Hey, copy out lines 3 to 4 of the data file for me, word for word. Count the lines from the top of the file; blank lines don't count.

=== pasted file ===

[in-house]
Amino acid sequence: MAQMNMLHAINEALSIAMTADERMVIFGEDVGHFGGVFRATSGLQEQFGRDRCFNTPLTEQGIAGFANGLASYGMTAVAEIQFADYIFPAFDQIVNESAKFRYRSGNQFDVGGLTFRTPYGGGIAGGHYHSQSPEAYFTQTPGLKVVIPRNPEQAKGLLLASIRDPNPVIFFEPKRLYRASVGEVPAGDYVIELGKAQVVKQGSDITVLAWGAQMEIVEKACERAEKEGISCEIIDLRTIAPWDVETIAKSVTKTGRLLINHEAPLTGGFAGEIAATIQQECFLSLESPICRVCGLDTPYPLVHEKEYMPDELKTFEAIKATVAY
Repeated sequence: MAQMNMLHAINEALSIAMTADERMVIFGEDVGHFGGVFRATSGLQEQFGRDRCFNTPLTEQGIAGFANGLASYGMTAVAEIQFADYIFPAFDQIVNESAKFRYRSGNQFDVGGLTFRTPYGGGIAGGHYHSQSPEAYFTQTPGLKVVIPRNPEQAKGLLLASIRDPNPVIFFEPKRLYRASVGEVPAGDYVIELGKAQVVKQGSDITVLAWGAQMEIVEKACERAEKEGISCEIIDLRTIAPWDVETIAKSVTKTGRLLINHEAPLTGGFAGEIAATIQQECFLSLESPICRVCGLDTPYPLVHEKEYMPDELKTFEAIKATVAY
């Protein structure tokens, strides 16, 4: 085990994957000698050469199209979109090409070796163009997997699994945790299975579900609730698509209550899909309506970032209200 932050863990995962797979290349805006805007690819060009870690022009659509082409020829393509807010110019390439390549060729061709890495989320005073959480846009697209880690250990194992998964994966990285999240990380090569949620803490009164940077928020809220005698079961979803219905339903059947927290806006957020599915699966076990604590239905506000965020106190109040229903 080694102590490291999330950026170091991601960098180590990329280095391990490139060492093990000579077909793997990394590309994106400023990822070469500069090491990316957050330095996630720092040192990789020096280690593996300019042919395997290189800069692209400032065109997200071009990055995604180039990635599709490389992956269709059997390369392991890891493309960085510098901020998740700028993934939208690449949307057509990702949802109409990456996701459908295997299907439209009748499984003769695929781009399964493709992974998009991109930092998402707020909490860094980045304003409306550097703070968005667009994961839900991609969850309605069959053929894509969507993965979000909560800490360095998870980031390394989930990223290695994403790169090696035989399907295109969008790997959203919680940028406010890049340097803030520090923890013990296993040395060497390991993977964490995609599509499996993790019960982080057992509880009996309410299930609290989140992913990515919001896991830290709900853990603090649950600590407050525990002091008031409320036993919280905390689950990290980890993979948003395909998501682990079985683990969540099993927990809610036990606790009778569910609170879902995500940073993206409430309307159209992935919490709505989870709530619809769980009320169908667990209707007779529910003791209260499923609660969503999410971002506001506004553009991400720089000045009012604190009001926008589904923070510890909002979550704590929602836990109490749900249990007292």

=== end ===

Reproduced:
Repeated sequence: MAQMNMLHAINEALSIAMTADERMVIFGEDVGHFGGVFRATSGLQEQFGRDRCFNTPLTEQGIAGFANGLASYGMTAVAEIQFADYIFPAFDQIVNESAKFRYRSGNQFDVGGLTFRTPYGGGIAGGHYHSQSPEAYFTQTPGLKVVIPRNPEQAKGLLLASIRDPNPVIFFEPKRLYRASVGEVPAGDYVIELGKAQVVKQGSDITVLAWGAQMEIVEKACERAEKEGISCEIIDLRTIAPWDVETIAKSVTKTGRLLINHEAPLTGGFAGEIAATIQQECFLSLESPICRVCGLDTPYPLVHEKEYMPDELKTFEAIKATVAY
């Protein structure tokens, strides 16, 4: 085990994957000698050469199209979109090409070796163009997997699994945790299975579900609730698509209550899909309506970032209200 932050863990995962797979290349805006805007690819060009870690022009659509082409020829393509807010110019390439390549060729061709890495989320005073959480846009697209880690250990194992998964994966990285999240990380090569949620803490009164940077928020809220005698079961979803219905339903059947927290806006957020599915699966076990604590239905506000965020106190109040229903 080694102590490291999330950026170091991601960098180590990329280095391990490139060492093990000579077909793997990394590309994106400023990822070469500069090491990316957050330095996630720092040192990789020096280690593996300019042919395997290189800069692209400032065109997200071009990055995604180039990635599709490389992956269709059997390369392991890891493309960085510098901020998740700028993934939208690449949307057509990702949802109409990456996701459908295997299907439209009748499984003769695929781009399964493709992974998009991109930092998402707020909490860094980045304003409306550097703070968005667009994961839900991609969850309605069959053929894509969507993965979000909560800490360095998870980031390394989930990223290695994403790169090696035989399907295109969008790997959203919680940028406010890049340097803030520090923890013990296993040395060497390991993977964490995609599509499996993790019960982080057992509880009996309410299930609290989140992913990515919001896991830290709900853990603090649950600590407050525990002091008031409320036993919280905390689950990290980890993979948003395909998501682990079985683990969540099993927990809610036990606790009778569910609170879902995500940073993206409430309307159209992935919490709505989870709530619809769980009320169908667990209707007779529910003791209260499923609660969503999410971002506001506004553009991400720089000045009012604190009001926008589904923070510890909002979550704590929602836990109490749900249990007292």